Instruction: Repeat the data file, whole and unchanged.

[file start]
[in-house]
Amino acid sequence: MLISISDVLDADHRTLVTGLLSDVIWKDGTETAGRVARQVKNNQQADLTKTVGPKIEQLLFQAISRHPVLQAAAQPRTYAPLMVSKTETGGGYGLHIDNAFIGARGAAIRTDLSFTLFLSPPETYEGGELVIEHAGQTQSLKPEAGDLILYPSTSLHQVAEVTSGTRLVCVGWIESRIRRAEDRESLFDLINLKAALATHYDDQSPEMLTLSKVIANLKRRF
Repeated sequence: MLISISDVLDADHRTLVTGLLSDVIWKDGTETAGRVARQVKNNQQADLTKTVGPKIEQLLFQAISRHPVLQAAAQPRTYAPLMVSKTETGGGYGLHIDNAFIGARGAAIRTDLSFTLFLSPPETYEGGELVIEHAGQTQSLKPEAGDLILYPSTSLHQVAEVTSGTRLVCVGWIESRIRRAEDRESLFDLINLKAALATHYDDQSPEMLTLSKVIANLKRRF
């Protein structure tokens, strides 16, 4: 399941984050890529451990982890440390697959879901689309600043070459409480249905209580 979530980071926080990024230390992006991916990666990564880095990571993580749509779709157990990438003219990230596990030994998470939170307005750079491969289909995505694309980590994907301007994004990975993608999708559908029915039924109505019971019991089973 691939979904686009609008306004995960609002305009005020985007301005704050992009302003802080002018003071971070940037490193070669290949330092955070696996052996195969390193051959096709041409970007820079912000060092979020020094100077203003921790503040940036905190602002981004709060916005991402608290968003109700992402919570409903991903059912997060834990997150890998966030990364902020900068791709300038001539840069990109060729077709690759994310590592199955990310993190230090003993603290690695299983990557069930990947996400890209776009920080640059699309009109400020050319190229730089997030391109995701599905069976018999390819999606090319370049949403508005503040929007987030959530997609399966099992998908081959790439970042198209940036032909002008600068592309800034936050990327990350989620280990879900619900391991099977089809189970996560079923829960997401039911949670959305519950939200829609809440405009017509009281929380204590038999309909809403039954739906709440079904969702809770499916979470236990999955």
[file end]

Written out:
[in-house]
Amino acid sequence: MLISISDVLDADHRTLVTGLLSDVIWKDGTETAGRVARQVKNNQQADLTKTVGPKIEQLLFQAISRHPVLQAAAQPRTYAPLMVSKTETGGGYGLHIDNAFIGARGAAIRTDLSFTLFLSPPETYEGGELVIEHAGQTQSLKPEAGDLILYPSTSLHQVAEVTSGTRLVCVGWIESRIRRAEDRESLFDLINLKAALATHYDDQSPEMLTLSKVIANLKRRF
Repeated sequence: MLISISDVLDADHRTLVTGLLSDVIWKDGTETAGRVARQVKNNQQADLTKTVGPKIEQLLFQAISRHPVLQAAAQPRTYAPLMVSKTETGGGYGLHIDNAFIGARGAAIRTDLSFTLFLSPPETYEGGELVIEHAGQTQSLKPEAGDLILYPSTSLHQVAEVTSGTRLVCVGWIESRIRRAEDRESLFDLINLKAALATHYDDQSPEMLTLSKVIANLKRRF
């Protein structure tokens, strides 16, 4: 399941984050890529451990982890440390697959879901689309600043070459409480249905209580 979530980071926080990024230390992006991916990666990564880095990571993580749509779709157990990438003219990230596990030994998470939170307005750079491969289909995505694309980590994907301007994004990975993608999708559908029915039924109505019971019991089973 691939979904686009609008306004995960609002305009005020985007301005704050992009302003802080002018003071971070940037490193070669290949330092955070696996052996195969390193051959096709041409970007820079912000060092979020020094100077203003921790503040940036905190602002981004709060916005991402608290968003109700992402919570409903991903059912997060834990997150890998966030990364902020900068791709300038001539840069990109060729077709690759994310590592199955990310993190230090003993603290690695299983990557069930990947996400890209776009920080640059699309009109400020050319190229730089997030391109995701599905069976018999390819999606090319370049949403508005503040929007987030959530997609399966099992998908081959790439970042198209940036032909002008600068592309800034936050990327990350989620280990879900619900391991099977089809189970996560079923829960997401039911949670959305519950939200829609809440405009017509009281929380204590038999309909809403039954739906709440079904969702809770499916979470236990999955």